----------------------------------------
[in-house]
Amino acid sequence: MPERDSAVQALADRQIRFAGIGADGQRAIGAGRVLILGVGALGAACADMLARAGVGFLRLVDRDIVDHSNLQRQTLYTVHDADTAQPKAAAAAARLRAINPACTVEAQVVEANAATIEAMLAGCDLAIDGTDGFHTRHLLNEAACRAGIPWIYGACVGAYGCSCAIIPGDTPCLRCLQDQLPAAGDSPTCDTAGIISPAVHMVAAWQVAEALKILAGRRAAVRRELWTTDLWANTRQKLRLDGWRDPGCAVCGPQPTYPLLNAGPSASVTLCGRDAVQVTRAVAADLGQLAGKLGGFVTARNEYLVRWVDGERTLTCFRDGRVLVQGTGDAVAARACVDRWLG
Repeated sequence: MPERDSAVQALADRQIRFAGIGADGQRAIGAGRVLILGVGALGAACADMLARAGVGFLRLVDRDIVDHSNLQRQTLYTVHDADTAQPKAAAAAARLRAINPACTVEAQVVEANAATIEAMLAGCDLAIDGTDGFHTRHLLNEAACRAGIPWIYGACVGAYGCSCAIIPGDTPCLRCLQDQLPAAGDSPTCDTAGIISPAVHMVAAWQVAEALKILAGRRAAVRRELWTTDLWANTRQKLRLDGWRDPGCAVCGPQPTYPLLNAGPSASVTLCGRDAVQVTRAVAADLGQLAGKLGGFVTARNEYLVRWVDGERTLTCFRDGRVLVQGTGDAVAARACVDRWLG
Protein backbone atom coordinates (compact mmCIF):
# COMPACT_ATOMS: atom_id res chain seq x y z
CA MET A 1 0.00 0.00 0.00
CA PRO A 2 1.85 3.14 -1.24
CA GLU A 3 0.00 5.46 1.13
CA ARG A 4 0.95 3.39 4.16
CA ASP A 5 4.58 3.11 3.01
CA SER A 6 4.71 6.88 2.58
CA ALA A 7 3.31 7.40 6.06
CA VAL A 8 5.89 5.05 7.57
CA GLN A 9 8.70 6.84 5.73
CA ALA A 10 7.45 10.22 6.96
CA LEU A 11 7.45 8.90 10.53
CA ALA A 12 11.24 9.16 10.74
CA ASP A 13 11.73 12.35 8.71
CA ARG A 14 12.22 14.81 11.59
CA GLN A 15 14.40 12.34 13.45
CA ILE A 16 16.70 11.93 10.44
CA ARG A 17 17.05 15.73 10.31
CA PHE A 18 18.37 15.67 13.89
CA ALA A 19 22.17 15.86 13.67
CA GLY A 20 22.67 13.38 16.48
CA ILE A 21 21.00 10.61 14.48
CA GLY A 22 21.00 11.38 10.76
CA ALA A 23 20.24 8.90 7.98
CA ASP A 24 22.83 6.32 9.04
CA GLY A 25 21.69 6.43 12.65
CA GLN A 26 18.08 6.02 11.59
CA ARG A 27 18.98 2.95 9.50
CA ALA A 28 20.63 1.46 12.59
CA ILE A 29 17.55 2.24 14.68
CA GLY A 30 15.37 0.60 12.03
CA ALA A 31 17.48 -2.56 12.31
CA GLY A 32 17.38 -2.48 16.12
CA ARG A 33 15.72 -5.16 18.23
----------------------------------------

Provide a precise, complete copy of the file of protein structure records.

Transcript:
[in-house]
Amino acid sequence: MPERDSAVQALADRQIRFAGIGADGQRAIGAGRVLILGVGALGAACADMLARAGVGFLRLVDRDIVDHSNLQRQTLYTVHDADTAQPKAAAAAARLRAINPACTVEAQVVEANAATIEAMLAGCDLAIDGTDGFHTRHLLNEAACRAGIPWIYGACVGAYGCSCAIIPGDTPCLRCLQDQLPAAGDSPTCDTAGIISPAVHMVAAWQVAEALKILAGRRAAVRRELWTTDLWANTRQKLRLDGWRDPGCAVCGPQPTYPLLNAGPSASVTLCGRDAVQVTRAVAADLGQLAGKLGGFVTARNEYLVRWVDGERTLTCFRDGRVLVQGTGDAVAARACVDRWLG
Repeated sequence: MPERDSAVQALADRQIRFAGIGADGQRAIGAGRVLILGVGALGAACADMLARAGVGFLRLVDRDIVDHSNLQRQTLYTVHDADTAQPKAAAAAARLRAINPACTVEAQVVEANAATIEAMLAGCDLAIDGTDGFHTRHLLNEAACRAGIPWIYGACVGAYGCSCAIIPGDTPCLRCLQDQLPAAGDSPTCDTAGIISPAVHMVAAWQVAEALKILAGRRAAVRRELWTTDLWANTRQKLRLDGWRDPGCAVCGPQPTYPLLNAGPSASVTLCGRDAVQVTRAVAADLGQLAGKLGGFVTARNEYLVRWVDGERTLTCFRDGRVLVQGTGDAVAARACVDRWLG
Protein backbone atom coordinates (compact mmCIF):
# COMPACT_ATOMS: atom_id res chain seq x y z
CA MET A 1 0.00 0.00 0.00
CA PRO A 2 1.85 3.14 -1.24
CA GLU A 3 0.00 5.46 1.13
CA ARG A 4 0.95 3.39 4.16
CA ASP A 5 4.58 3.11 3.01
CA SER A 6 4.71 6.88 2.58
CA ALA A 7 3.31 7.40 6.06
CA VAL A 8 5.89 5.05 7.57
CA GLN A 9 8.70 6.84 5.73
CA ALA A 10 7.45 10.22 6.96
CA LEU A 11 7.45 8.90 10.53
CA ALA A 12 11.24 9.16 10.74
CA ASP A 13 11.73 12.35 8.71
CA ARG A 14 12.22 14.81 11.59
CA GLN A 15 14.40 12.34 13.45
CA ILE A 16 16.70 11.93 10.44
CA ARG A 17 17.05 15.73 10.31
CA PHE A 18 18.37 15.67 13.89
CA ALA A 19 22.17 15.86 13.67
CA GLY A 20 22.67 13.38 16.48
CA ILE A 21 21.00 10.61 14.48
CA GLY A 22 21.00 11.38 10.76
CA ALA A 23 20.24 8.90 7.98
CA ASP A 24 22.83 6.32 9.04
CA GLY A 25 21.69 6.43 12.65
CA GLN A 26 18.08 6.02 11.59
CA ARG A 27 18.98 2.95 9.50
CA ALA A 28 20.63 1.46 12.59
CA ILE A 29 17.55 2.24 14.68
CA GLY A 30 15.37 0.60 12.03
CA ALA A 31 17.48 -2.56 12.31
CA GLY A 32 17.38 -2.48 16.12
CA ARG A 33 15.72 -5.16 18.23